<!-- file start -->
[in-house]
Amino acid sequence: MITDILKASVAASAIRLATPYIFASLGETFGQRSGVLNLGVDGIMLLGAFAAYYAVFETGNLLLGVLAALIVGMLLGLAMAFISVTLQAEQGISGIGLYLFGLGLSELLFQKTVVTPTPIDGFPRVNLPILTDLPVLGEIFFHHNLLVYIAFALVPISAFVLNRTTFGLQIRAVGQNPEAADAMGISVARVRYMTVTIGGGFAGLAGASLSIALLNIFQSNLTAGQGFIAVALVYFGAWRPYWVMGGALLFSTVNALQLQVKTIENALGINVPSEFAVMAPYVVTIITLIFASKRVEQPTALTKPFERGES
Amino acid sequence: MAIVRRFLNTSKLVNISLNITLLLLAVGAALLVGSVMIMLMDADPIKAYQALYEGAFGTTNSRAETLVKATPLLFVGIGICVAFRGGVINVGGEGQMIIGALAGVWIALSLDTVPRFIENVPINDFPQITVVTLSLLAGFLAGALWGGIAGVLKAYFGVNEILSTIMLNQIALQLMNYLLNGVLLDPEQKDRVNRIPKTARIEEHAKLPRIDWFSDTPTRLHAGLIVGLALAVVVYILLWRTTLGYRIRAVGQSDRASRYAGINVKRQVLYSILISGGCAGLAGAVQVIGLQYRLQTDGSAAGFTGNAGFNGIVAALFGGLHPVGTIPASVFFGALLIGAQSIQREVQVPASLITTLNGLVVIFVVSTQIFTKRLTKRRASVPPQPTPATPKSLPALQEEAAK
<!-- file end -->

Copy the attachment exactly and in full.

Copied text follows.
[in-house]
Amino acid sequence: MITDILKASVAASAIRLATPYIFASLGETFGQRSGVLNLGVDGIMLLGAFAAYYAVFETGNLLLGVLAALIVGMLLGLAMAFISVTLQAEQGISGIGLYLFGLGLSELLFQKTVVTPTPIDGFPRVNLPILTDLPVLGEIFFHHNLLVYIAFALVPISAFVLNRTTFGLQIRAVGQNPEAADAMGISVARVRYMTVTIGGGFAGLAGASLSIALLNIFQSNLTAGQGFIAVALVYFGAWRPYWVMGGALLFSTVNALQLQVKTIENALGINVPSEFAVMAPYVVTIITLIFASKRVEQPTALTKPFERGES
Amino acid sequence: MAIVRRFLNTSKLVNISLNITLLLLAVGAALLVGSVMIMLMDADPIKAYQALYEGAFGTTNSRAETLVKATPLLFVGIGICVAFRGGVINVGGEGQMIIGALAGVWIALSLDTVPRFIENVPINDFPQITVVTLSLLAGFLAGALWGGIAGVLKAYFGVNEILSTIMLNQIALQLMNYLLNGVLLDPEQKDRVNRIPKTARIEEHAKLPRIDWFSDTPTRLHAGLIVGLALAVVVYILLWRTTLGYRIRAVGQSDRASRYAGINVKRQVLYSILISGGCAGLAGAVQVIGLQYRLQTDGSAAGFTGNAGFNGIVAALFGGLHPVGTIPASVFFGALLIGAQSIQREVQVPASLITTLNGLVVIFVVSTQIFTKRLTKRRASVPPQPTPATPKSLPALQEEAAK